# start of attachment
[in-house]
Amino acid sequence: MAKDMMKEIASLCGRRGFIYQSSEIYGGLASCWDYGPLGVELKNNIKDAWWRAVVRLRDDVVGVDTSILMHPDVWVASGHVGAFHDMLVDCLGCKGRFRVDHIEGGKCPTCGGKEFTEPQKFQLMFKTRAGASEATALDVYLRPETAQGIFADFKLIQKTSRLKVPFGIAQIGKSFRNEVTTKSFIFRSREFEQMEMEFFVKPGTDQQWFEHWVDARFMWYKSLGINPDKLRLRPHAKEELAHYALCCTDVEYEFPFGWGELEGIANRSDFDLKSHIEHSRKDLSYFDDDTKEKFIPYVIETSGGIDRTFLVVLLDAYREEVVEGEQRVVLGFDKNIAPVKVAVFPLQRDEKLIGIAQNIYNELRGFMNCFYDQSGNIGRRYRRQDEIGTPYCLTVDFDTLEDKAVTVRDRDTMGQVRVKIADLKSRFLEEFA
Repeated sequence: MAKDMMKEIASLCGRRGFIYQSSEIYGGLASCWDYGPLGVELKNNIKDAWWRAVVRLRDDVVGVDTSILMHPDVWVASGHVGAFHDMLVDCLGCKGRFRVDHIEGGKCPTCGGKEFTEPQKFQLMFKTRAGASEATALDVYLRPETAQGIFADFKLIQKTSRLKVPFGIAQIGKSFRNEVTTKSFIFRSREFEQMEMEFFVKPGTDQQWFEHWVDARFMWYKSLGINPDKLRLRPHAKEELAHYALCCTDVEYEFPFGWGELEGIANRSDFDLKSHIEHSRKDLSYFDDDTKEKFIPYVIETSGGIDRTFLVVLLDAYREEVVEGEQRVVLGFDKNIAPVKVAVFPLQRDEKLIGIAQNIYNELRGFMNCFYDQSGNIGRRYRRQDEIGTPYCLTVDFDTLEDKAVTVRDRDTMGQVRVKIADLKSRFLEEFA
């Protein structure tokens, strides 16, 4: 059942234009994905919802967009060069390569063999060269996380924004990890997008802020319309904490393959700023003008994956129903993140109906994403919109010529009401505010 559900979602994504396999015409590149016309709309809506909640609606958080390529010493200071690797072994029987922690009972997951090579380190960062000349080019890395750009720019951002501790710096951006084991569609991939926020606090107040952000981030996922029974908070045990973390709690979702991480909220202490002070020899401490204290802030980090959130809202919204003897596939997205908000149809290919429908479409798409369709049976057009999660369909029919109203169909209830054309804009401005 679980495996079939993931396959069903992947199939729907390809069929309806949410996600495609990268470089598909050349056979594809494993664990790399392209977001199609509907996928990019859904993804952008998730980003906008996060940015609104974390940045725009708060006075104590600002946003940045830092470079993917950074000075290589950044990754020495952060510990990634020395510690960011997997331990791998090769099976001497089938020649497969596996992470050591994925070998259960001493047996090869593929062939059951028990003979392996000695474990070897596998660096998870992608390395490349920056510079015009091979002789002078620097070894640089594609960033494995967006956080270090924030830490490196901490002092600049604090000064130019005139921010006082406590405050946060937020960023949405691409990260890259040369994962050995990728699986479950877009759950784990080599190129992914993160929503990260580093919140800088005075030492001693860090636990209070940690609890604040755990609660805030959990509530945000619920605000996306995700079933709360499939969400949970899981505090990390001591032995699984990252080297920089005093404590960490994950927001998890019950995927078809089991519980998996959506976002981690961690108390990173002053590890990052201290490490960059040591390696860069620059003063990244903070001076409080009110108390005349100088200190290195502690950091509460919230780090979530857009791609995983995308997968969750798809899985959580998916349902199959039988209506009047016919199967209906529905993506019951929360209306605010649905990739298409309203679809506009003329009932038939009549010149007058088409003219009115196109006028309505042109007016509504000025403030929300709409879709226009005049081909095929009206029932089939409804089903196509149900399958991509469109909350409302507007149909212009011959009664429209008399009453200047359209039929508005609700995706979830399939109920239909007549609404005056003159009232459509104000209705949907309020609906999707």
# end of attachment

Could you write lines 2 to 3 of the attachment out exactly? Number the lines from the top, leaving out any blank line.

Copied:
Amino acid sequence: MAKDMMKEIASLCGRRGFIYQSSEIYGGLASCWDYGPLGVELKNNIKDAWWRAVVRLRDDVVGVDTSILMHPDVWVASGHVGAFHDMLVDCLGCKGRFRVDHIEGGKCPTCGGKEFTEPQKFQLMFKTRAGASEATALDVYLRPETAQGIFADFKLIQKTSRLKVPFGIAQIGKSFRNEVTTKSFIFRSREFEQMEMEFFVKPGTDQQWFEHWVDARFMWYKSLGINPDKLRLRPHAKEELAHYALCCTDVEYEFPFGWGELEGIANRSDFDLKSHIEHSRKDLSYFDDDTKEKFIPYVIETSGGIDRTFLVVLLDAYREEVVEGEQRVVLGFDKNIAPVKVAVFPLQRDEKLIGIAQNIYNELRGFMNCFYDQSGNIGRRYRRQDEIGTPYCLTVDFDTLEDKAVTVRDRDTMGQVRVKIADLKSRFLEEFA
Repeated sequence: MAKDMMKEIASLCGRRGFIYQSSEIYGGLASCWDYGPLGVELKNNIKDAWWRAVVRLRDDVVGVDTSILMHPDVWVASGHVGAFHDMLVDCLGCKGRFRVDHIEGGKCPTCGGKEFTEPQKFQLMFKTRAGASEATALDVYLRPETAQGIFADFKLIQKTSRLKVPFGIAQIGKSFRNEVTTKSFIFRSREFEQMEMEFFVKPGTDQQWFEHWVDARFMWYKSLGINPDKLRLRPHAKEELAHYALCCTDVEYEFPFGWGELEGIANRSDFDLKSHIEHSRKDLSYFDDDTKEKFIPYVIETSGGIDRTFLVVLLDAYREEVVEGEQRVVLGFDKNIAPVKVAVFPLQRDEKLIGIAQNIYNELRGFMNCFYDQSGNIGRRYRRQDEIGTPYCLTVDFDTLEDKAVTVRDRDTMGQVRVKIADLKSRFLEEFA